Greetings from the SALSA Bowl. Busy as usual at the University. We thought we might share with you some thoughts as we labor on this Labor day.
Joe Mills and I were doing an interview this morning for one of our professional magazines and we were reflecting on why the foot in diabetes seems so remarkably rich– largely because we’re at the end of what I refer to as an “anatomic peninsula”. For that reason, we’re hostage to the supply from the “anatomic mainland”.
When we were asked about our research projects, we remarked that we were presently laboring on 23 funded projects evenly distributed between industry, non-for-profit, and Federal. I started to describe the tremendously diverse topics on which we are fortunate enough to work. These span everything from fancy arch supports, to computer designed shoes, to collagen that is woven on a loom to intelligent textiles, to super-strong tinkertoy fixation devices to chemotherapeutics to skin temperatures to new-fangled vascular conduits to psychiatry to neurology to superbugs to stem cells. I realized that this diversity, in a way, formed a union– each project’s ultimate goal is to prevent us getting “cut off” from the mainland.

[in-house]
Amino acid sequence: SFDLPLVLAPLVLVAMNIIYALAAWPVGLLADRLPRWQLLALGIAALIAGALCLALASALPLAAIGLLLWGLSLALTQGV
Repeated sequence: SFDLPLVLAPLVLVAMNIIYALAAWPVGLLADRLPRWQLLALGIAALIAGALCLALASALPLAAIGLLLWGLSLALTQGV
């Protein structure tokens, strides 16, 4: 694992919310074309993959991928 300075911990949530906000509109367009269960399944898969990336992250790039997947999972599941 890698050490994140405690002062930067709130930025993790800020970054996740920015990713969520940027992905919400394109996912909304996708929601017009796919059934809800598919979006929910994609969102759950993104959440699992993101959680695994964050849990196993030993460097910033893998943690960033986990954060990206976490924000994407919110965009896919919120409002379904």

I suppose, then, that’s our thought for the day. We labor to prevent the rising tide of amputation to wash over our peninsula. That’s enough work for all of us. There is power in a (diabetic foot) union.